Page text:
The deputy chief economist for Freddie Mac made some noise yesterday when he tweeted that the US housing market is at the beginning of the most significant contraction since 2006. Freddie Mac's advanced research shows that mortgage home purchase applications are down 40% this summer compared with the peak of 2021. The numbers also show that purchase and refinance applications are currently at their lowest level in 22 years.
Mortgage application data is significant because it shows where the market is headed. This data tells us that home sales will significantly slow down over the next few months. From our hands on experience the slow down is already here, with volume being significantly down from the early part of 2022.
What this means for the housing market is up for debate, bc Freddie Mac also points out that they do not anticipate a significant price drop in the market. The impending housing decline presents a significantly different set of challenges from the housing crash that led to the Great Recession. First, many consumers still have equity in their homes so they will be able to hang on longer before foreclosure or considering selling to cash out their equity. Second, with high levels of equity across the board, banks and lenders will be less aggressive in collections. Third, and maybe most importantly, with the number of homes purchased by investment funds, OpenDoor, and Zillow over the last two years they will work hard to keep their home values inflated, possibly propping up a housing market through false inflation of home values, preventing a significant price decline. The problem may occur when rents reach the tipping point and become unaffordable for the average consumer. While some would argue we are already there, consumers are still managing to pay rent so there are no vacancies in these homes. If investment fund homes start to see vacancies that could be the first domino to trigger a 20-30% decline in prices.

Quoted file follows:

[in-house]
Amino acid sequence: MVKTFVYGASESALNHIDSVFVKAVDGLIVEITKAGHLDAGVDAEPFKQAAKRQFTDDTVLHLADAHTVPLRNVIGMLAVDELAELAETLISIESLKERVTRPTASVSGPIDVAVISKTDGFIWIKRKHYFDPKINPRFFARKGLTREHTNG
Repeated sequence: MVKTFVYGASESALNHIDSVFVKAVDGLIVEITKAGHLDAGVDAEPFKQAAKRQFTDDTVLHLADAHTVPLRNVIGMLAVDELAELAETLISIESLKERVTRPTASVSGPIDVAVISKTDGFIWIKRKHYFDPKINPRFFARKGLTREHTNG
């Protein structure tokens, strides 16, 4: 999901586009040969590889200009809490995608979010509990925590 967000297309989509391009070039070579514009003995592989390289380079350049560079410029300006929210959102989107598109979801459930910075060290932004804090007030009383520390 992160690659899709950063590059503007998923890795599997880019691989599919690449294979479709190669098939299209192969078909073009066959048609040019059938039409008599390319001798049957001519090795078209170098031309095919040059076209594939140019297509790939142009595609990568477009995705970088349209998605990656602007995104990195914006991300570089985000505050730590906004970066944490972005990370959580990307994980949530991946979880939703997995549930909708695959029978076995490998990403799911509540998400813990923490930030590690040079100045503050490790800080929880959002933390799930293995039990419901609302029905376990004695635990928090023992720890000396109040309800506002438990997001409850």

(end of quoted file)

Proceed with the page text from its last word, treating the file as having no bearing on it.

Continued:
We've previously outlined in this blog that most housing markets throughout Florida are 20-30% overvalued. At some point reality will set in and housing prices will fall in line with actual values. When that happens we will see a significant rise in foreclosures and bankruptcy filings. But when that will happen is a mystery. There are so many factors in the economy that have every expert guessing as to when the foreclosure and bankruptcy filings will start. Interest rates are rising, inflation is at record levels, the stock market is falling, but the job market remains strong, and homeowners that have purchased the homes at these high prices over the last 2 years are in a much stronger position to continue paying their mortgage then they were in 2008.
What this means is that everyone is just guessing right now. But, the one thing every homeowner and consumer should know is that if you are having financial problems and are considering bankruptcy or are worried about foreclosure then you should act now and not wait until the problem gets worse. Homeowners protecting their equity is the key to long term financial stability through good and bad times.